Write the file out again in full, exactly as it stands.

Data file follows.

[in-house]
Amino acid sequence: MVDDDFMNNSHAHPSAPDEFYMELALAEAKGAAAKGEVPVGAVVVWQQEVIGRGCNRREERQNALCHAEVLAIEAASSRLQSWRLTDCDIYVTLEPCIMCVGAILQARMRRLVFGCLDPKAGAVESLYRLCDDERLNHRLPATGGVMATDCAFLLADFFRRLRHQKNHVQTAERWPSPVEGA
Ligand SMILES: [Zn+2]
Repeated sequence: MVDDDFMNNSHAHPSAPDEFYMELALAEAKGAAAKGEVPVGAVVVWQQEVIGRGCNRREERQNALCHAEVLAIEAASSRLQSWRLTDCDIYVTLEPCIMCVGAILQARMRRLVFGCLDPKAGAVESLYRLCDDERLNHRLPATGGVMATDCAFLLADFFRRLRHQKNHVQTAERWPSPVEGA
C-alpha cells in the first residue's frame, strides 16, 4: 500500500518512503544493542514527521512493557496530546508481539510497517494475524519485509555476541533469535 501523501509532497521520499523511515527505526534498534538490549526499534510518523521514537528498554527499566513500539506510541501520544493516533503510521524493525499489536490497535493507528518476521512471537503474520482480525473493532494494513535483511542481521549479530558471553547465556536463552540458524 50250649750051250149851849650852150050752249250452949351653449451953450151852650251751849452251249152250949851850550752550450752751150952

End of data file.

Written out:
[in-house]
Amino acid sequence: MVDDDFMNNSHAHPSAPDEFYMELALAEAKGAAAKGEVPVGAVVVWQQEVIGRGCNRREERQNALCHAEVLAIEAASSRLQSWRLTDCDIYVTLEPCIMCVGAILQARMRRLVFGCLDPKAGAVESLYRLCDDERLNHRLPATGGVMATDCAFLLADFFRRLRHQKNHVQTAERWPSPVEGA
Ligand SMILES: [Zn+2]
Repeated sequence: MVDDDFMNNSHAHPSAPDEFYMELALAEAKGAAAKGEVPVGAVVVWQQEVIGRGCNRREERQNALCHAEVLAIEAASSRLQSWRLTDCDIYVTLEPCIMCVGAILQARMRRLVFGCLDPKAGAVESLYRLCDDERLNHRLPATGGVMATDCAFLLADFFRRLRHQKNHVQTAERWPSPVEGA
C-alpha cells in the first residue's frame, strides 16, 4: 500500500518512503544493542514527521512493557496530546508481539510497517494475524519485509555476541533469535 501523501509532497521520499523511515527505526534498534538490549526499534510518523521514537528498554527499566513500539506510541501520544493516533503510521524493525499489536490497535493507528518476521512471537503474520482480525473493532494494513535483511542481521549479530558471553547465556536463552540458524 50250649750051250149851849650852150050752249250452949351653449451953450151852650251751849452251249152250949851850550752550450752751150952